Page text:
Advent: The Song of Christ’s Preeminence: Conclusion.

15 He is the image of the invisible God, the firstborn of all creation. 16 For by him all things were created, in heaven and on earth, visible and invisible, whether thrones or dominions or rulers or authorities—all things were created through him and for him. 17 And he is before all things, and in him all things hold together. 18 And he is the head of the body, the church. He is the beginning, the firstborn from the dead, that in everything he might be preeminent. 19 For in him all the fullness of God was pleased to dwell, 20 and through him to reconcile to himself all things, whether on earth or in heaven, making peace by the blood of his cross” (Colossians 1:15-20).

From Colossians 1:15-19 we have examined that Jesus is “the image of the invisible God, the first born over all creation, that by him all things were created, in heaven and on earth, visible and invisible, whether thrones or dominions or rulers or authorities—all things were created through him and for him, Jesus is also before all things, and in him all things hold together. Additionally, He is the head of the body of Christ, which is the church along with being the beginning, the firstborn from the dead, that in everything he might be preeminent.” Jesus also possesses all the fullness of God was pleased to dwell.”

Today, we arrive at the final verse in this stirring hymn concerning the preeminence of Jesus Christ. Colossians 1:20 says, “And through him to reconcile to himself all things, whether on earth or in heaven, making peace by the blood of his cross” The purpose of Jesus Christ incarnation 2,000 years ago was so that He would die on a cross and provide for sinners a substitutionary atonement by which regenerated sinners would be justified by grace alone, through faith alone, in the person and work of Jesus Christ alone, to the glory of God alone.

When the angel announced to the shepherds that Jesus had been born in the City of David, the angel said that Jesus was a Savior, Christ the Lord. After telling the shepherds where they could find the baby and His parents, the angel was joined with a multitude of the heavenly host who praised God saying, “Glory to God in the highest, and on earth peace among those with whom he is pleased!”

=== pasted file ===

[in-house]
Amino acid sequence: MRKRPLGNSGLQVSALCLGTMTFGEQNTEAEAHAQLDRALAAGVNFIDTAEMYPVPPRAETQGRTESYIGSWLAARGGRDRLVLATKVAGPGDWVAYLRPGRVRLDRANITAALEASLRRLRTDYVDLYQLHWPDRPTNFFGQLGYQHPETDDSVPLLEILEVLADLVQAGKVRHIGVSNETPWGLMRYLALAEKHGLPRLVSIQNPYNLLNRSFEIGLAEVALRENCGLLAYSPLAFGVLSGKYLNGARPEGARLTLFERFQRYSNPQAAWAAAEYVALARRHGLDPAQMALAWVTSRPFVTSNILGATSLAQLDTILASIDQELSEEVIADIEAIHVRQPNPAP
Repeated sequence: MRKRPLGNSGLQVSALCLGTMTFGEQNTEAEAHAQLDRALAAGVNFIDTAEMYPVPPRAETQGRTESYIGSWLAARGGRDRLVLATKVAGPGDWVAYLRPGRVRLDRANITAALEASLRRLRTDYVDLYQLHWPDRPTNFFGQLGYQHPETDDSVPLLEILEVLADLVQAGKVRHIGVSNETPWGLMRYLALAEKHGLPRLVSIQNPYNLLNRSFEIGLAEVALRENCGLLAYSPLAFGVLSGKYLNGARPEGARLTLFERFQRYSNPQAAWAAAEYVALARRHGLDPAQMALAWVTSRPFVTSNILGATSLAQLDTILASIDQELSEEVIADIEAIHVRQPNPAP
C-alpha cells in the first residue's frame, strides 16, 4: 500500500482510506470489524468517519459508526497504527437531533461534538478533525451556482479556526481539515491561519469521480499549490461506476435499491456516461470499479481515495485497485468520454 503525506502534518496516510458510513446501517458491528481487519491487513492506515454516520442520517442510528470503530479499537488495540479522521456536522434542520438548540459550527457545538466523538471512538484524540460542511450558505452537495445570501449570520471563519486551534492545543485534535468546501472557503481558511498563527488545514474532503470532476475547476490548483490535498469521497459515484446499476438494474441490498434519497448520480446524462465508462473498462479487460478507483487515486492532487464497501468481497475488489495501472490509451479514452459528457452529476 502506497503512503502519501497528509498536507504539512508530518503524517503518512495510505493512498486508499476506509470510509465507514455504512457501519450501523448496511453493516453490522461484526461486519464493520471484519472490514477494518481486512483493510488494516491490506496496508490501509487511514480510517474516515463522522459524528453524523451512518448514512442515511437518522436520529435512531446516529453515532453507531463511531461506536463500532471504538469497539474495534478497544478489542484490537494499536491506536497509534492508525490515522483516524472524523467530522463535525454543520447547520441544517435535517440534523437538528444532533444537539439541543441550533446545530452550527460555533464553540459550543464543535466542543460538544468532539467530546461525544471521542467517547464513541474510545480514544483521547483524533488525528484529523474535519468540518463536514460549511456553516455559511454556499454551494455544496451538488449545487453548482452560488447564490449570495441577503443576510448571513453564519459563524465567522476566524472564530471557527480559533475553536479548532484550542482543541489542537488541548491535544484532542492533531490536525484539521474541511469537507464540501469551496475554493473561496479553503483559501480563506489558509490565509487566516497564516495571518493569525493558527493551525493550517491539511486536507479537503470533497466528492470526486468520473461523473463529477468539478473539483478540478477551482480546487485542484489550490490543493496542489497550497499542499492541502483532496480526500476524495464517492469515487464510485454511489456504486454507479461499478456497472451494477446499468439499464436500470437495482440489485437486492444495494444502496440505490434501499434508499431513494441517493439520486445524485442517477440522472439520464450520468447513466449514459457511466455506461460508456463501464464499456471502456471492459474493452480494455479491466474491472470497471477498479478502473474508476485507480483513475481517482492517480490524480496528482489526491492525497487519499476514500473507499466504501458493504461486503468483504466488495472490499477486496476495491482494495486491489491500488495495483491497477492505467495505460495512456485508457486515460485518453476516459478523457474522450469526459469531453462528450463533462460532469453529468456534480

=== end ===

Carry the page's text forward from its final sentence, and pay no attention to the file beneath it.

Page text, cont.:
The sinner’s peace with God, which is the removal of enmity between the sinner and God resulting in reconciliation, is accomplished solely through the shed blood of Jesus on the cross. Jesus received from God the Father all of His wrath (Romans 1:18). Jesus’ death on the cross satisfied the righteous wrath of God so that God could be just and the justifier of the one who has faith in Jesus (Romans 3:21-26).

Romans 5:1 says, “Therefore, since we have been justified by faith, we have peace with God through our Lord Jesus Christ. “

Dr. John MacArthur writes that, The Greek word for “reconcile” means “to change” or “exchange.” Its NT usage refers to a change in the sinner’s relationship to God. See Rom. 5:10 and 2 Cor. 5:18–21. Man is reconciled to God when God restores man to a right relationship with him through Jesus Christ. An intensified form for “reconcile” is used in this verse to refer to the total and complete reconciliation of believers and ultimately “all things” in the created universe (cf. Rom. 8:212 Pet. 3:10–13Rev. 21:1). This text does not teach that, as a result, all will believe; rather it teaches that all will ultimately submit (cf. Phil. 2:9–11). God and those he saved are no longer at enmity with each other.”

Remember the words, written by Charles Wesley, from the Christmas carol Hark! The Herald Angels Sing?

Hark! The herald angels sing,
“Glory to the new-born King!
Peace on earth, and mercy mild,
God and sinners reconciled.”
Joyful, all ye nations, rise,
Join the triumph of the skies;
With the’ angelic host proclaim,
“Christ is born in Bethlehem.”
Hark! The herald angels sing,
“Glory to the new-born King!  

Thank you Lord for reconciling this sinner, among many others, through the person and work of Jesus Christ.

Soli deo Gloria!

 

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